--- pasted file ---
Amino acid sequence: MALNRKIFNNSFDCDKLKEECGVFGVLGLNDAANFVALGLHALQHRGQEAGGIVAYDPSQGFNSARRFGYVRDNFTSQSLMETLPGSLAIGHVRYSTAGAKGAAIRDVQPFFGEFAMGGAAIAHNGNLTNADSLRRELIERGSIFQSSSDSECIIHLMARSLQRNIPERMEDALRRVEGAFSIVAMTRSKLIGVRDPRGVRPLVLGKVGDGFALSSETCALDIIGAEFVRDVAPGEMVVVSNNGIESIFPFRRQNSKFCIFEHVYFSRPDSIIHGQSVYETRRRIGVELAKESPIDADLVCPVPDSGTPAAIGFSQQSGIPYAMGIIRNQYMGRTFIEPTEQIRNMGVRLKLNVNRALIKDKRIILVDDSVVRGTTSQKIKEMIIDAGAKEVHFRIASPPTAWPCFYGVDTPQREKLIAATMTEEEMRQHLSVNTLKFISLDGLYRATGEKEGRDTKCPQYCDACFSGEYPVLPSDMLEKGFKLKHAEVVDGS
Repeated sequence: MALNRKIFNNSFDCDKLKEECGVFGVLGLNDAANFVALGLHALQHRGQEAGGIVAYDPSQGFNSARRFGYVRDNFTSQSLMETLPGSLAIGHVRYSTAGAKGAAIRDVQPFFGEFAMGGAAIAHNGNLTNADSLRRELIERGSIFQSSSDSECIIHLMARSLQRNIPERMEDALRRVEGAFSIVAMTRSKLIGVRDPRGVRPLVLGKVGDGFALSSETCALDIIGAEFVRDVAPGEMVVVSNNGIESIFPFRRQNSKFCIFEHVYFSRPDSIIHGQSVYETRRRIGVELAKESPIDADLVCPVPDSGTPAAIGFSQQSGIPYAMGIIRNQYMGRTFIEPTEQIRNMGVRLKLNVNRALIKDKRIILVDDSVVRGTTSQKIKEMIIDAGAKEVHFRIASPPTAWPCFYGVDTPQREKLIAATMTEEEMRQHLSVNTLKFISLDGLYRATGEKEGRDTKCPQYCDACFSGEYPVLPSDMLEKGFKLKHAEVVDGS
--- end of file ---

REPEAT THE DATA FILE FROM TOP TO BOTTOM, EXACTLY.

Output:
Amino acid sequence: MALNRKIFNNSFDCDKLKEECGVFGVLGLNDAANFVALGLHALQHRGQEAGGIVAYDPSQGFNSARRFGYVRDNFTSQSLMETLPGSLAIGHVRYSTAGAKGAAIRDVQPFFGEFAMGGAAIAHNGNLTNADSLRRELIERGSIFQSSSDSECIIHLMARSLQRNIPERMEDALRRVEGAFSIVAMTRSKLIGVRDPRGVRPLVLGKVGDGFALSSETCALDIIGAEFVRDVAPGEMVVVSNNGIESIFPFRRQNSKFCIFEHVYFSRPDSIIHGQSVYETRRRIGVELAKESPIDADLVCPVPDSGTPAAIGFSQQSGIPYAMGIIRNQYMGRTFIEPTEQIRNMGVRLKLNVNRALIKDKRIILVDDSVVRGTTSQKIKEMIIDAGAKEVHFRIASPPTAWPCFYGVDTPQREKLIAATMTEEEMRQHLSVNTLKFISLDGLYRATGEKEGRDTKCPQYCDACFSGEYPVLPSDMLEKGFKLKHAEVVDGS
Repeated sequence: MALNRKIFNNSFDCDKLKEECGVFGVLGLNDAANFVALGLHALQHRGQEAGGIVAYDPSQGFNSARRFGYVRDNFTSQSLMETLPGSLAIGHVRYSTAGAKGAAIRDVQPFFGEFAMGGAAIAHNGNLTNADSLRRELIERGSIFQSSSDSECIIHLMARSLQRNIPERMEDALRRVEGAFSIVAMTRSKLIGVRDPRGVRPLVLGKVGDGFALSSETCALDIIGAEFVRDVAPGEMVVVSNNGIESIFPFRRQNSKFCIFEHVYFSRPDSIIHGQSVYETRRRIGVELAKESPIDADLVCPVPDSGTPAAIGFSQQSGIPYAMGIIRNQYMGRTFIEPTEQIRNMGVRLKLNVNRALIKDKRIILVDDSVVRGTTSQKIKEMIIDAGAKEVHFRIASPPTAWPCFYGVDTPQREKLIAATMTEEEMRQHLSVNTLKFISLDGLYRATGEKEGRDTKCPQYCDACFSGEYPVLPSDMLEKGFKLKHAEVVDGS